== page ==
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March 11, 2011

Ottawa Winterlude Winter Break 2011

I needed a February midwinter break and headed to Ottawa with my wife  for Winterlude and among other things looked  for some heritage insight. The Winterlube Festival, in its 33rd year drew 60,000 people. I love Ottawa with all of its museums and galleries and visit regularly especially now that my daughter lives there.  I was especially impressed with a couple of events I will report on here. 

The Canadian Museum of Nature 

In May after an 8 years and a 216 million dollar facelift the Canadian Museum of Nature showplace was reborn. The 100 year old building has a remarkable history going through many reincarnations. It is Canada’s oldest museum. It is close enough to the parliament buildings to have originally accommodated the Senate and the Commons used the third floor.  When the centre block on Parliament Hill burned in 1916 the House of Commons met there for 4 years. 


New glass tower on the Canadian Museum of Nature. D. Mackey photo 

When I lived in Ottawa in the 1950s my wife & I & the kids made regular trips there when it was the National Art Gallery.  I remember the A.Y. Jackson’s Maple Leaves and other paintings painting to this day. 

It later became simply the National Museum until it was split into the Museum of Nature (Eventually the Canadian Museum of Nature) and the National Museum of Man (eventually the New Canadian Museum of Civilization in Quebec)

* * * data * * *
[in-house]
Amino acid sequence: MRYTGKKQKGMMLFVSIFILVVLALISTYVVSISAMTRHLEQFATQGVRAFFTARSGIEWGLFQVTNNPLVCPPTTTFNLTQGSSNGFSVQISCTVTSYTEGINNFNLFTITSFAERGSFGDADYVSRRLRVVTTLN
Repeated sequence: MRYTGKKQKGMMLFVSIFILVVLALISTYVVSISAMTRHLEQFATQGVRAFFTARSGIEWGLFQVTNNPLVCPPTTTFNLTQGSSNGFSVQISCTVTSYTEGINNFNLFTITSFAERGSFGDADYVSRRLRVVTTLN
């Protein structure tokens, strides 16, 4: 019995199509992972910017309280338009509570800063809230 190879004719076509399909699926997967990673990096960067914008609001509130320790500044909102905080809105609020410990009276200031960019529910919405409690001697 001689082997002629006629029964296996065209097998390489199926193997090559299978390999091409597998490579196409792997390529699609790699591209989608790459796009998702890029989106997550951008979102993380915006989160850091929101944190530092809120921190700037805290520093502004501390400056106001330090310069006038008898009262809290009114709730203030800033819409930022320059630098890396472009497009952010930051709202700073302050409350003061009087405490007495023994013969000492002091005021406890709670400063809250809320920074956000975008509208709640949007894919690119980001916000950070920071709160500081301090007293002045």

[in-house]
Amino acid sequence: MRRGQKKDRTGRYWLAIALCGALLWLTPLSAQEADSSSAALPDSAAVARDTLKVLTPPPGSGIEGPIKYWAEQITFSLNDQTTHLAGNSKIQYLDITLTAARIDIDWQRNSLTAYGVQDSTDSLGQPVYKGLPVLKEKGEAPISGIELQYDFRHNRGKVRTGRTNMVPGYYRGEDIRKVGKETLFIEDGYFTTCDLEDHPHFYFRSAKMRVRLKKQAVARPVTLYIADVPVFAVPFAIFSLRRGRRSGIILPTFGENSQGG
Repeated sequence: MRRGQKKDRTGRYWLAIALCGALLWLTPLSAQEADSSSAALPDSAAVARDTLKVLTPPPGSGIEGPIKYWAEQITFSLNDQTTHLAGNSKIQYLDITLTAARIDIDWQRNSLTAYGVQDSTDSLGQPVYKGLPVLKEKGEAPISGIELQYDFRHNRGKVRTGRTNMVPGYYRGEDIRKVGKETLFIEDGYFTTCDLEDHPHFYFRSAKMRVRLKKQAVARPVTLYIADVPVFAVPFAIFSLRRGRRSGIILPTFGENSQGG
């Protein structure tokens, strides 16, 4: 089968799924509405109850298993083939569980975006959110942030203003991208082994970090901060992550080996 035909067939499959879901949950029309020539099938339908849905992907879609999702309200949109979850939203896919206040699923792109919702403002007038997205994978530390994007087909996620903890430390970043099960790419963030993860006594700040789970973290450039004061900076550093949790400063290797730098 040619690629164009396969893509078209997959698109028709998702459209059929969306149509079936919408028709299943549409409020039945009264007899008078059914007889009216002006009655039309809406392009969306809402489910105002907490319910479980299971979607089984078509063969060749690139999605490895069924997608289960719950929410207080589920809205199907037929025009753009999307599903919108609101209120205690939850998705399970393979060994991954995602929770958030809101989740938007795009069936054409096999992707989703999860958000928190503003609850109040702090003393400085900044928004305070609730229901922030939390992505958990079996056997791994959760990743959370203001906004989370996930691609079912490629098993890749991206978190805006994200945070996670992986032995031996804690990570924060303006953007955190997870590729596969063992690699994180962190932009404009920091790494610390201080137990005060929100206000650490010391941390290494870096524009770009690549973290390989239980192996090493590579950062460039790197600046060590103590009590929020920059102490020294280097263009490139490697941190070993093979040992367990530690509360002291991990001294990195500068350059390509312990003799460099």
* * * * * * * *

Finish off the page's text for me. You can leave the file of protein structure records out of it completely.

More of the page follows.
Part of the recent restoration was the replacement of a tower that began to sink in inappropriate soil in 1915.  The new tower is glass and is called the “Queen’s Lantern” honoring Queen Elizabeth II who visited in 1910. 

The glass tower has profiles of previous uses of the building including the Geological Survey of Canada where original survey results from across Canada were stored.  There was a photo and profile of the famous William E. Logan (1798-1875) who surveyed the Upper Ottawa & Mattawa Rivers in 1845.  I have a recent book on his travels & it was interesting to stand where he undoubtedly stood. 

The sparkling new building has 4 floors divided into a complex of nature categories – birds, mammals, water, earth, etc – all state of art showplaces.  There is an excellent Nature Boutique and a Nature Cafe.  We spent several hours there with a break for lunch and will go back.  A great place for kids and there were many there when we were there.  Check Wikipedia for further information.

The Skateway on the Rideau Canal. D. Mackey 

Ottawa Outdoor Events 

There were more outdoor events than one could handle with buses to move you around if you chose.  We went to the Rideau Canal and the activities there and nearby.  We entered at Lansdowne Park and walked beside the skating strip where there were numerous venues on the ice.  The Beaver Tails outlet was one of our stops.  There were thousands of skaters and walkers young and old.  Many babies were pushed in their strollers while mom & dad skated down parts of the 7.8 kilometre skateway. 

The Zamboni 

We wondered how the ice was maintained and as occasionally happens the answer dropped in my lap or into my mailbox.  My Maclean’s magazine (Feb 28) had the story of the evolution of canal ice making.  The man who had the contract was going crazy keeping up with his regular Zamboni so he designed & built two long arms which allowed for easier nightly watering of the 20 meter wide skateway. 

One of the busy on ice venues on the canal. D. Mackey

He starts down the canal at 10pm & skaters are back on the fresh ice as soon as the water freezes. We also spent some time in The Glebe ,a section of Bank Street, where Charlotte Whitton, who I wrote about recently lived, while Mayor of Ottawa for years 

Great exercise, food and people watching – highly recommended as one of the many other outdoor activities too numerous to mention here. 

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